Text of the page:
Two new tools to support the Digital Competence Reference Framework

The Ministry of Education and Higher Education (MÉES) presents in a webinar the Pedagogical Guide and the Digital Competence Development Continuum, two new tools with the mandate to operationalize the Digital Competence Reference Framework.

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On January 16, the Ministry of Education and Higher Education (MÉES) presented during a webinar the Educational guide and the Continuum of development of digital competence, two new tools with the mandate to operationalize the Reference framework for digital competence.

Support the development of students ... but also teachers

Digital competence and all that surrounds it arouse an ever-growing enthusiasm, as Danielle Boucher, consultant in education management and host of this webinar, points out from the outset. She mentions that more than 900 people have registered for the presentation and that she is seeing more and more concrete demonstrations of digital competence in classrooms through social networks.

To this end, several examples have been shared during this webinar, such as: 

  • Paul-Jarry School (CSMB), which develops the second dimension of competence through a programming curriculum from preschool to grade 6
  • the Cégep de Thetford, which uses virtual reality in occupational health and safety in connection with the third dimension;
  • classes of ASD students who develop the eighth dimension of digital competence with the humanoid robot NAO to improve their social skills.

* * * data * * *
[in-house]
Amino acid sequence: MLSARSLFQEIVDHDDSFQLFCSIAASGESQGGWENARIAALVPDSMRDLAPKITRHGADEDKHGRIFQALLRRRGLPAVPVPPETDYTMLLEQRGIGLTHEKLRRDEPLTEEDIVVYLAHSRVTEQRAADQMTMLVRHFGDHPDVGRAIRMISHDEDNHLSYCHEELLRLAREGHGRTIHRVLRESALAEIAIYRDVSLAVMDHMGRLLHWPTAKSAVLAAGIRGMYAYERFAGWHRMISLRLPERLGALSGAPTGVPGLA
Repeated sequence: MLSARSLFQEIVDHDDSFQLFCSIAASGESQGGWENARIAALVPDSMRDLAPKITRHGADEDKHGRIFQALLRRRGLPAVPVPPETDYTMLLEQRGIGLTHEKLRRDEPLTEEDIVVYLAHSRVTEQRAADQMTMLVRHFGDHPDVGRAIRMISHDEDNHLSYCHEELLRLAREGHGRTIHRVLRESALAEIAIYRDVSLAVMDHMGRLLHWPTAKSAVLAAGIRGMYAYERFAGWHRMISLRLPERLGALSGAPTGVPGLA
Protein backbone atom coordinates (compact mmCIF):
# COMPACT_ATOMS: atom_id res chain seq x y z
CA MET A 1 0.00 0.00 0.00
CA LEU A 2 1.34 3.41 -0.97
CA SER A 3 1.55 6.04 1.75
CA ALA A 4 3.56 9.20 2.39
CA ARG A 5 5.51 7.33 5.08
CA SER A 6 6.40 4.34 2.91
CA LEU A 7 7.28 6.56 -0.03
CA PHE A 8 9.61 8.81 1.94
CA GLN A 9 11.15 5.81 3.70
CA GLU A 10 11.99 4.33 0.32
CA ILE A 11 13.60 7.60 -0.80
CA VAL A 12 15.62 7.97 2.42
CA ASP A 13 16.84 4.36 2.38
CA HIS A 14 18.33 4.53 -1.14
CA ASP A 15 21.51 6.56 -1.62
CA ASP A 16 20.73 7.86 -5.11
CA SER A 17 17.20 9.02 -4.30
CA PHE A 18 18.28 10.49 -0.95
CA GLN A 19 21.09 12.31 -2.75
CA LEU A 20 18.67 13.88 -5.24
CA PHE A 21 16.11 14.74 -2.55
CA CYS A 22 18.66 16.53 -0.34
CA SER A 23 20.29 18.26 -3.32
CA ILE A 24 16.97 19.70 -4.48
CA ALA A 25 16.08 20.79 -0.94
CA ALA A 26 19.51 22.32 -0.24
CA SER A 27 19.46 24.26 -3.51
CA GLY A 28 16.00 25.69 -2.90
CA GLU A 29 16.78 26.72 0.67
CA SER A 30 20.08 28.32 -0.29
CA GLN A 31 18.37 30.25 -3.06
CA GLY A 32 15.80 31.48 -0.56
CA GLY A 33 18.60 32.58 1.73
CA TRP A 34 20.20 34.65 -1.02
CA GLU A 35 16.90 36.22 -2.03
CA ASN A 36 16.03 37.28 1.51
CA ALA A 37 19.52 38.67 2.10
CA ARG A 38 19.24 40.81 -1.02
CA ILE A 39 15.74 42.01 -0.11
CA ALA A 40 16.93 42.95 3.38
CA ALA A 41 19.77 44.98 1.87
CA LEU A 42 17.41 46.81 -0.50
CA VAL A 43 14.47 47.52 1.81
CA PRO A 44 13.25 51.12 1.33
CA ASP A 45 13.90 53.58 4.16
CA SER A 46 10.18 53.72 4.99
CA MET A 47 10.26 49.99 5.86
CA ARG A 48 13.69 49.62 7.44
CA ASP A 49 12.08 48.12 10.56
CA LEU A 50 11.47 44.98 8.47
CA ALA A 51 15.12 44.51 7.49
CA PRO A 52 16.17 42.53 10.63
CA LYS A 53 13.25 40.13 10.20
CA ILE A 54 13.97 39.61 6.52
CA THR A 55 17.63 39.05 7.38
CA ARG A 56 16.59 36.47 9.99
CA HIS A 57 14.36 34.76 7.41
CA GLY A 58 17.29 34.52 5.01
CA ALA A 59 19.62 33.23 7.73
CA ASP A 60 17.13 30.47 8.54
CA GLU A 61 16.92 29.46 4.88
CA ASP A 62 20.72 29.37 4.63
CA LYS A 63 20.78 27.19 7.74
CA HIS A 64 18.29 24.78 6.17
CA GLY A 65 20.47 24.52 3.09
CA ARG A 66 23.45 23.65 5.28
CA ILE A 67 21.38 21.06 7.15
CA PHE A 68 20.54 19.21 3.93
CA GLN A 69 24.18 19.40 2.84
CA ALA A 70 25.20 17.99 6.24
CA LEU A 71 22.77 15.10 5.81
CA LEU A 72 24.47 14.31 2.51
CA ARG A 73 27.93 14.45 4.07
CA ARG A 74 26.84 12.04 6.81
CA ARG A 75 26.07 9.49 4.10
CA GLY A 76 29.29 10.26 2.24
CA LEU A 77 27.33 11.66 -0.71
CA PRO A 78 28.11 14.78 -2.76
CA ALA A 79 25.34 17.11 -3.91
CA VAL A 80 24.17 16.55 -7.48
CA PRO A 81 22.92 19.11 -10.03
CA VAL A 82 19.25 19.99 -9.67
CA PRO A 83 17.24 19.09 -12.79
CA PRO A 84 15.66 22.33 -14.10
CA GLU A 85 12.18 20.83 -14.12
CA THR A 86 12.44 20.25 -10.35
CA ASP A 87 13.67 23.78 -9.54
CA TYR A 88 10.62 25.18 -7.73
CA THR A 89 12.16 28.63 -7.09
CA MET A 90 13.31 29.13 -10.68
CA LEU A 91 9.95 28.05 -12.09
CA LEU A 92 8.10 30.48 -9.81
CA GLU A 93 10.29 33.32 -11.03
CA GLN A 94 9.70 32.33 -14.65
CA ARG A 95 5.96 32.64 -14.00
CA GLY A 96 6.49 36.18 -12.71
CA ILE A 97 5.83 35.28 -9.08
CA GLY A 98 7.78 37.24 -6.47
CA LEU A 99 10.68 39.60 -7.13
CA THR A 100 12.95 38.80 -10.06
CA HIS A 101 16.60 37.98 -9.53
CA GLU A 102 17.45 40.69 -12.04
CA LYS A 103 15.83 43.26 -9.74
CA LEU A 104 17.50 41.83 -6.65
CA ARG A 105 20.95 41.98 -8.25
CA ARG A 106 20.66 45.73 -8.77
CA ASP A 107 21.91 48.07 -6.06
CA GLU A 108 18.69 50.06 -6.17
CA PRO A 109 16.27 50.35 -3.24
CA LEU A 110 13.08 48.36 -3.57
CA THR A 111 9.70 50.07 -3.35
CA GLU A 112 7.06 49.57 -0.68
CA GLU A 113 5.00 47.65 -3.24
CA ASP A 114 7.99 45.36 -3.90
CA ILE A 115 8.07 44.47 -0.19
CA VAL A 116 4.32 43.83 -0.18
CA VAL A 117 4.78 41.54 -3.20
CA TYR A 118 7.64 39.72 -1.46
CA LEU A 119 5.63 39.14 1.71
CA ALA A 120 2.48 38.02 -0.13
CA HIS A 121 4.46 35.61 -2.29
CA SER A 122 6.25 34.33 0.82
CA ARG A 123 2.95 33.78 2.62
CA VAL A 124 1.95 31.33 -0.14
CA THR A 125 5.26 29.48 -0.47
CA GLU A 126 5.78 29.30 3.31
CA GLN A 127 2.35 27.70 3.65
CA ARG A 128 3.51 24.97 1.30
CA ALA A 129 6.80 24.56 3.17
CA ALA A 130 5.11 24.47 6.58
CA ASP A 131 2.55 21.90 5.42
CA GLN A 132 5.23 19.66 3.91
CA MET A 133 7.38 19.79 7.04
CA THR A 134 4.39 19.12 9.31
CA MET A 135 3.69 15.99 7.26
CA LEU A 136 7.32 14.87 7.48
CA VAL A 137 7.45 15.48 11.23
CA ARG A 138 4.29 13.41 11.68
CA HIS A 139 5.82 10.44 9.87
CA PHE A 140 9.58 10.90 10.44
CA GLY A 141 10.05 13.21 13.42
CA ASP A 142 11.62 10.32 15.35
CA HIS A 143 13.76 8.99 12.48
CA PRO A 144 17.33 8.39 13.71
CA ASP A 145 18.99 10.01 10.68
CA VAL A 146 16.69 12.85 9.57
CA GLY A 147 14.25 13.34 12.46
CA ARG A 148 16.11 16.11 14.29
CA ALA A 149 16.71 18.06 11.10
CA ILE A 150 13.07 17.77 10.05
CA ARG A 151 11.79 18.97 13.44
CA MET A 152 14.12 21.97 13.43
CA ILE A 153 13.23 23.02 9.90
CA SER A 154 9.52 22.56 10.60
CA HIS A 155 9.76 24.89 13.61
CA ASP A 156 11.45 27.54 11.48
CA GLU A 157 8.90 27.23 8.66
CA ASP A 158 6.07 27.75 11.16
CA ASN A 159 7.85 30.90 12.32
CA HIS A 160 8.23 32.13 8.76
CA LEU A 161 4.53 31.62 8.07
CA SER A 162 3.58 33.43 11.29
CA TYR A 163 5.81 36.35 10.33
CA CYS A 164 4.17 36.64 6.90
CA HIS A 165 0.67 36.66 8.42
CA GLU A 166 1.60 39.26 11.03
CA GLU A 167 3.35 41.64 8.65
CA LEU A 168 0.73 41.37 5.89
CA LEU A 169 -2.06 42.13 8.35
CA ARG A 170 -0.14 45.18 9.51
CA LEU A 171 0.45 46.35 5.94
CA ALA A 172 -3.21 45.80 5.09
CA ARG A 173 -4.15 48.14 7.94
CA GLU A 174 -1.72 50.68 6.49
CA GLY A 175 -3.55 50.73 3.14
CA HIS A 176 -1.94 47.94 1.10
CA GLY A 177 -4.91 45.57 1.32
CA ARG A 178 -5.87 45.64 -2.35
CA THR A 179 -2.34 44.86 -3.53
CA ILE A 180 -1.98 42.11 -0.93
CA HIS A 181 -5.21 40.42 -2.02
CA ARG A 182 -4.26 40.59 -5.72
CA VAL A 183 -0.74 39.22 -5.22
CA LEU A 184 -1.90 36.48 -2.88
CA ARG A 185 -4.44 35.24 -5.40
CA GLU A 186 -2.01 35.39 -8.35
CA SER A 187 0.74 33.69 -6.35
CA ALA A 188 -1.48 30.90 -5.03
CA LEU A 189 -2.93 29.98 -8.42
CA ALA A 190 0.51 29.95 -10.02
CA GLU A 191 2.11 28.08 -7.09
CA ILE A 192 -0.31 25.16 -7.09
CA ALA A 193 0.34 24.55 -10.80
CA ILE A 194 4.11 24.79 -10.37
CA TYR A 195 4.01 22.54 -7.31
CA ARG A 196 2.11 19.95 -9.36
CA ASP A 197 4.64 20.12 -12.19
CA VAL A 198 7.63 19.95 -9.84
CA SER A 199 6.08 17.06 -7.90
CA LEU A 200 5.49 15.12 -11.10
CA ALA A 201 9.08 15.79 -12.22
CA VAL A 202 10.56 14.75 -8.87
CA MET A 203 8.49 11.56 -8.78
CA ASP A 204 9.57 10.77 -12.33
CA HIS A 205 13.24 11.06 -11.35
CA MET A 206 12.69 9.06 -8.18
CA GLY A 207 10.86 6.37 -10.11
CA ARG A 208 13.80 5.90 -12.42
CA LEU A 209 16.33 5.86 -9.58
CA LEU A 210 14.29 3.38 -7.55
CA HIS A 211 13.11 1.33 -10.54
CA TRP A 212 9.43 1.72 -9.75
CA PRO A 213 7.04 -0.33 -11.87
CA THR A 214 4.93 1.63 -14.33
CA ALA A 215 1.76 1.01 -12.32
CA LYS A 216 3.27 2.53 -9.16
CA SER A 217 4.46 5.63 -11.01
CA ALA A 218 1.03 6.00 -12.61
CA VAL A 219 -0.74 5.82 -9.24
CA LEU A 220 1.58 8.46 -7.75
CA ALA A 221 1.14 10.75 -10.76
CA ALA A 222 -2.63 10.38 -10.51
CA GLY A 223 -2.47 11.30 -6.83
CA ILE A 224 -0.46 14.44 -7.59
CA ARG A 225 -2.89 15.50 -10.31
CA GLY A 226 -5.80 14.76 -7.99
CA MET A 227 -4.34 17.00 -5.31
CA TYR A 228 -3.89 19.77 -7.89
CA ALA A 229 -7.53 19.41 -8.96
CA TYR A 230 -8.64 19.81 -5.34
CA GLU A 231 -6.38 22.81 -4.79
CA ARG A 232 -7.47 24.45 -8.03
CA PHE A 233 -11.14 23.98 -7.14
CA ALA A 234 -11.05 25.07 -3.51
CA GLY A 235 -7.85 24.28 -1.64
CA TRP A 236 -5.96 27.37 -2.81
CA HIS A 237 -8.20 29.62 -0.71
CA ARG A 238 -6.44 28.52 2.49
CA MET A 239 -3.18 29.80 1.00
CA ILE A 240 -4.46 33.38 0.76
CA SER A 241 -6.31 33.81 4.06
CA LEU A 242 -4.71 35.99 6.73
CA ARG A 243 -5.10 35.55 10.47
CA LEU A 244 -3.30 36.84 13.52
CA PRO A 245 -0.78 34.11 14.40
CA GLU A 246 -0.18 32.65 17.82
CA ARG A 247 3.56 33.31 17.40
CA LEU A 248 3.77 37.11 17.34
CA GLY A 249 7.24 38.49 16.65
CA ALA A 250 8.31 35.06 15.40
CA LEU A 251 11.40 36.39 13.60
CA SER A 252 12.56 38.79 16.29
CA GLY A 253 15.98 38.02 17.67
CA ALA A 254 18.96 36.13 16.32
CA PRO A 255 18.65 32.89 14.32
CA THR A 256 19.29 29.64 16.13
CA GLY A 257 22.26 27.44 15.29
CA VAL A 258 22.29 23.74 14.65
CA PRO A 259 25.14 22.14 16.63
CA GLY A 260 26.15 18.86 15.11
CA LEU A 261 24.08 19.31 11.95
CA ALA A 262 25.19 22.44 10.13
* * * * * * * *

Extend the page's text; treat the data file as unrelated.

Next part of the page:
Remember that digital competence in education is broken down into 12 dimensions, described in the Framework :

  1. Act as an ethical citizen in the digital age
  2. Develop and mobilize their technological skills 
  3. Harnessing the potential of digital technology for learning
  4. Developing and mobilizing information literacy
  5. Collaborate digitally
  6. Communicating via digital technology
  7. Producing content with digital
  8. Use digital technology as a vector of inclusion and to meet diverse needs
  9. Adopt a perspective of personal and professional development with digital technology in a position of empowerment
  10. Solve a variety of digital issues
  11. Developing critical thinking with regard to the use of digital technology
  12. Innovate and be creative with digital

These dimensions are part of a continuous development, both for the teaching staff and for the students. It is with a view to providing guidelines and leads for this development that the MEES has set up two new tools: the Educational guide and the Development continuum.

Source: MEES, 2019

The Teacher's Guide

The central objective of Educational guide is to help all players in the education sector to carry out educational planning or to carry out educational projects focused on the development of digital skills. This tool aims to facilitate the design of learning activities that integrate one or more dimensions of digital competence. We find here the planning template proposed by the MEES. It is through nine avenues of planning that the teacher will be able to ensure that all the elements are put in place and thus promote the success of the learners. As the twelve dimensions are integrated into all the disciplines, it is then possible to enrich any pedagogical intention previously determined and, ultimately, to redefine a task using digital technology (see for this purpose the theoretical model SAMR).